and Freezing, Choosing, Storing, Cooking Green Beans, Questions & Answers
all about the green beans.
There is nothing that can quite match the taste of farm fresh green beans. Sure,
the prep time is a bit longer than if you were opening a can or using a bag out
of the freezer, but it's a real treat and one I like to take advantage of since
the season only lasts for a few months of the year. I think it's a joy to cook
with the freshest ingredients I can find.
often get asked "how many servings is in a pound of green beans?"
One pound of fresh green beans trimmed yields approximately 3 cups raw. One pound
of fresh green beans trimmed and cooked yields about 2 cups.
nutritional value do green beans have?
Green beans are an excellent source of vitamin C, vitamin K and manganese. They
are a good source of vitamin A and an excellent source of vitamin C, and 3/4 of
a cup of is only 25 calories. How
can I tell if the beans are fresh?
very easy to tell if green beans are fresh. They will feel fleshy and firm. Buy
the freshest and plumpest beans you can find. When you break them they should
have an unmistakable fresh "snap" to them. If
you see green beans that are limp and have a wrinkled appearance to them avoid
them, they're not fresh.
do I store fresh green beans?
you bring your fresh green beans home don't wash them. This can cause them to
develop black spot and spoil. They will keep in the crisper drawer in your refrigerator
for three to four days with no problem. Don't wash them until you're ready to
cook them. When you're ready to use them run them under cold running water to
rinse any dirt off and drain them.
the best way to cook fresh green beans?
you decide how to cook your green beans consider their age. Very young and tender
green beans, or what are true "haricots verts" should be used in recipes
where blanching is all that is called for. More mature green beans can handle
longer cooking times.
and Canning Green Beans
time to time I get interesting questions from visitors about how to freeze and
can green beans. Some are people with experience who have something new happen
during the process, and some have never frozen or canned fresh green beans before.
Since some of you may have the same questions I decided that I'd post these questions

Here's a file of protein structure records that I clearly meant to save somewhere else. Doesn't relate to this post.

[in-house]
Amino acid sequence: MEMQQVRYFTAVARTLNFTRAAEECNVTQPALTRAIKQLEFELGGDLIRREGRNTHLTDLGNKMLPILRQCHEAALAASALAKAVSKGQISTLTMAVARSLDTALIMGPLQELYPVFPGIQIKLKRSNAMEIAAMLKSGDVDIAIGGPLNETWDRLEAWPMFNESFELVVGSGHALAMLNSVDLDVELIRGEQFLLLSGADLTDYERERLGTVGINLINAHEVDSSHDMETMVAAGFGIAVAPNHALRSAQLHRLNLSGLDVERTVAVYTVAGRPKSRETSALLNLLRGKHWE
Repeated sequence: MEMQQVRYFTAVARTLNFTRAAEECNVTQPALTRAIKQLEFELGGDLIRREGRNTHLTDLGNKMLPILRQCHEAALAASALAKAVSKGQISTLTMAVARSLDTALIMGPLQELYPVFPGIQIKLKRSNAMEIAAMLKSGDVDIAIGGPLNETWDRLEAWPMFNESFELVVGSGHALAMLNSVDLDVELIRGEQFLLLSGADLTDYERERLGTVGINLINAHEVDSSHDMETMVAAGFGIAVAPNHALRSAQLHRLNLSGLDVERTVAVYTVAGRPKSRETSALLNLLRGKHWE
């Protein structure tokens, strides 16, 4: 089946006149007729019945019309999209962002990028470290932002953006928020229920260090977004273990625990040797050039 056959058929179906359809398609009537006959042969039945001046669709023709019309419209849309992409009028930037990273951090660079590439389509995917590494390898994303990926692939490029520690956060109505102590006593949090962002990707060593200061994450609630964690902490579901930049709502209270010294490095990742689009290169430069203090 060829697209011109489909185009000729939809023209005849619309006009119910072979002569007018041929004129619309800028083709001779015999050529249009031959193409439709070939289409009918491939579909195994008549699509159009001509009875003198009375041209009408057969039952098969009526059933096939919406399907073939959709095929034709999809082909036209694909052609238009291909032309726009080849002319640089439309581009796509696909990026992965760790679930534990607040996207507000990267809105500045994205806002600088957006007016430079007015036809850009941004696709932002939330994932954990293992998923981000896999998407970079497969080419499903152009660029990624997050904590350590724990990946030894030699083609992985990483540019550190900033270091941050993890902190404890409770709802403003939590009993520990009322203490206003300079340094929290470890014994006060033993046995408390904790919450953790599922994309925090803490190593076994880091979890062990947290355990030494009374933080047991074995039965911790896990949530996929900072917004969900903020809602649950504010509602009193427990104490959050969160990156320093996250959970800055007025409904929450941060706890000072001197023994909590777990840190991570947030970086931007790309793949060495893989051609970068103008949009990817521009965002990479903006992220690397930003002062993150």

and answers here. Hopefully it will help you.
am far from an expert when it comes to this subject, my expertise comes from "trial
and error" over the years. When I am not certain about the answer to a question
I go to "experts" for the answers. Credit is given to the source.
a first timer,,,,,,when I freeze the beans, I do not blanch them. They go directly
from the garden to the freezer after I wash and trim them of course. What does
blanching do, and why is it necessary?
can be frozen, dried or canned. Immature beans retain more color and undergo less
texture and flavor loss during freezing. All vegetables must be blanched before
freezing. Unblanched vegetables quickly become tough and suffer huge nutrient
and color loss. Vegetables naturally contain an active enzyme that causes deterioration
of plant cells, even during freezing. Blanching before freezing retards the enzyme
not improve the quality of any vegetable. Freezing actually can magnify undesirable
characteristics. For instance, woodiness in stalks become more noticeable upon
thawing. Select vegetables grown under favorable conditions and prepare for freezing
as soon after picking as possible. Vegetables at peak quality for eating will
produce best results in the freezer.
canned my first batch the other day. I followed the Ball Blue Book instructions,
hot pack, used a spatula to remove any visible air bubbles, and left 1 inch head
space. After pressure canning when I had put the beans on a towel to cool I could
see all the beans letting out air bubbles from the inside of the beans. After
24 hours I checked all lids are sealed, there was no leakage. My only concern
is that now liquid level is lower inside the jars with some beans exposed. It
is as if the liquid displaced the air that was inside the cut beans and risen
to the top. Have you ever heard of this happening? Is this a normal thing?
of liquid does not cause food to spoil, though the food above the liquid may darken.
As long as the jars were processed in the canner for the specified amount of time
and they sealed, they should be fine. If, however, the loss is excessive (for
example, if at least half of the liquid is lost), refrigerate the jar(s) and use
within 2 to 3 days. Sometimes after processing, some of the liquid in the jar
is lost and doesn't cover the product. Lost water is most common when pressure
canning, especially with starchy foods. Typical causes and solutions are: Packing
the food too tightly or loosely in the jar.
Starchy foods, such as corn,
peas or lima beans, absorbed all the liquid. Use more liquid with these starchy
Air naturally entrained within the fruit or vegetable that
wasn't released (generally this happens more with raw pack than hot pack)
bubbles were not removed from the jar before capping.
The jars filled
too full (too much vegetable/fruit compared to the amount of liquid).
pressure canning: Fluctuating pressure in the pressure canner. Let pressure return
to zero gradually, avoiding the sudden release of pressure through the vent. Do
not hasten the cooling with cold water.
In water bath canning: The jars
are not totally covered with boiling water during the boiling water bath processing.